Saturday, 19 February 2011


Nice to see the gritters out in Haworth. The speed they were going at I should imagine most of the salt landed in Oakworth. No doubt they'll slow down outside the clown hall.

Friday, 18 February 2011

Central Park

Nice to see that work has begun on the new media bandstand in Haworth's Central Park, but what a waste for all the shrubs in the centre of the area to be torn up along with recently added plants. And why has an enormous section of wall near Butt Lane been demolished to make way for bulldozers when all they had to do was unlock and remove the metal post in the middle of the entrance?
I'll give it 24 hours before some clown is joy riding around the park in a car.

Wednesday, 9 February 2011

Harsh words

Juliet Barker, perhaps the Bronte's most respected biographer, doesn't seem to like modern Haworth. In her book The Brontes she doesn't mince her words:

"Haworth itself has become a monument to the grosser excesses of the tourism industry: the village, surrounded by a sea of car parks, is choked with coaches and cars; the shops, with a few honourable exceptions serving the people who live there, are full of tat, prostituting the Bronte name. It is the power of the legend, not the reality that continues to lure visitors to Haworth".

Usage of the Bronte name hasn't done her so bad though!

Thursday, 3 February 2011

When will they ever learn?

Despite a lifetime in the media this was one story I was never going to tell-I thought. Now it seems appropriate.
Today young Martin Bell, a West Yorkshire soldier has been repatriated to the UK after being killed in Afghanistan. He disobeyed a direct order not to help a comrade who had been fatally injured by an explosive device and in doing so lost his own life.
He was two years older than a young soldier who on September 25th 1944, as a proud Yorkshire sergeant, carefully led his men through a minefield in Venlo, Holland. Part of the Allies thrust forward to defeat Hitler during The Second World War.
In those days there were not the sophisticated devices of today to help detect these lethal weapons of war, still used today, 77 years later.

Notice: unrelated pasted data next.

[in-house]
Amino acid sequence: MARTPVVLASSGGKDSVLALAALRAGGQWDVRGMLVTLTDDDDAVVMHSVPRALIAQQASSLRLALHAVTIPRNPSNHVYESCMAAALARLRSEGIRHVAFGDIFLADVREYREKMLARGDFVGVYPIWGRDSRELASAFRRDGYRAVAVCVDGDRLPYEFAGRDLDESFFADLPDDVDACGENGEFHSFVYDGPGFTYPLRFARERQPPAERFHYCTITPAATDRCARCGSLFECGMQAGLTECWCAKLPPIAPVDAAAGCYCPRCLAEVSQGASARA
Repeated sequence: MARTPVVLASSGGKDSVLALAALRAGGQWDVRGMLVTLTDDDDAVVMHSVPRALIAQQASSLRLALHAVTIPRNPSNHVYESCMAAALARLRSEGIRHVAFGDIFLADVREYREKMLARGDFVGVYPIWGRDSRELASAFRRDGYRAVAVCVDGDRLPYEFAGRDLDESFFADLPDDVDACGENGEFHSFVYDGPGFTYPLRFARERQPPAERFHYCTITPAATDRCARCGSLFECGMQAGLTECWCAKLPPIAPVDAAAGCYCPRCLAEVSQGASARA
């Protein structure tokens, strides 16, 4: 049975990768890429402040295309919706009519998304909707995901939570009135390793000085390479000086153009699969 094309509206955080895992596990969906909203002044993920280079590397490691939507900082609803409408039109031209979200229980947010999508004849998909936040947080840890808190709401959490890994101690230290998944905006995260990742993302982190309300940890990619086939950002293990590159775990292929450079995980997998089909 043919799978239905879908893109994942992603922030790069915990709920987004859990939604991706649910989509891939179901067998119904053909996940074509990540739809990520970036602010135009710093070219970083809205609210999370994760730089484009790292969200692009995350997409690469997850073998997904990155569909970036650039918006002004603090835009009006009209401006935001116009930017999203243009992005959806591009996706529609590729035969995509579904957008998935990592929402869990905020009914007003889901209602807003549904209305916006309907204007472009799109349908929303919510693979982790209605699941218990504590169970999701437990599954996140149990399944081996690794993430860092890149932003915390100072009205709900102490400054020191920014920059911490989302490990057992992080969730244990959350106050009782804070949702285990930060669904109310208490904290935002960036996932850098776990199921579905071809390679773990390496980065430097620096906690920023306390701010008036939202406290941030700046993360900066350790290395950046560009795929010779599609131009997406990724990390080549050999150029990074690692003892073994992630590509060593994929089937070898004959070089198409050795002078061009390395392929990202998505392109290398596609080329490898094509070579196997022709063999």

You prodded carefully with your foot or your bayonet and prayed. Or you prayed first and then carefully prodded with your foot or your bayonet.
A Welsh sergeant sensed danger and ordered the men to stop. The Yorkshire sergeant went a few steps further, hoping to get the troops through this potential field of death. The Welsh sergeant went in front of him and trod on a land mine. He died instantly. The Yorkshire sergeant was partially shielded from the blast and lost his lower left leg and was peppered with shrapnel. He had married in the March of the same year and the next time his wife saw him he was critically wounded and lying in a Worcester hospital.
The parallels between that incident and the one which claimed the life of Martin Bell have haunted me since Martin died. Martin once walked the hills and streets of Haworth as a police community support officer. In his life as a soldier he made a selfless gesture which cost his life. The same could so easily have happened to the Yorkshire soldier of 77 years ago, who lived on until he was just 77.
His son now walks the streets and hills of Haworth with memories of how he could so easily have never been here but for a soldier's bravery.
Thanks Dad, and rest in peace Martin.

Martin Bell comes home today

Bradford soldier Martin Bell comes home today...for the last time.
BBC coverage of the event is HERE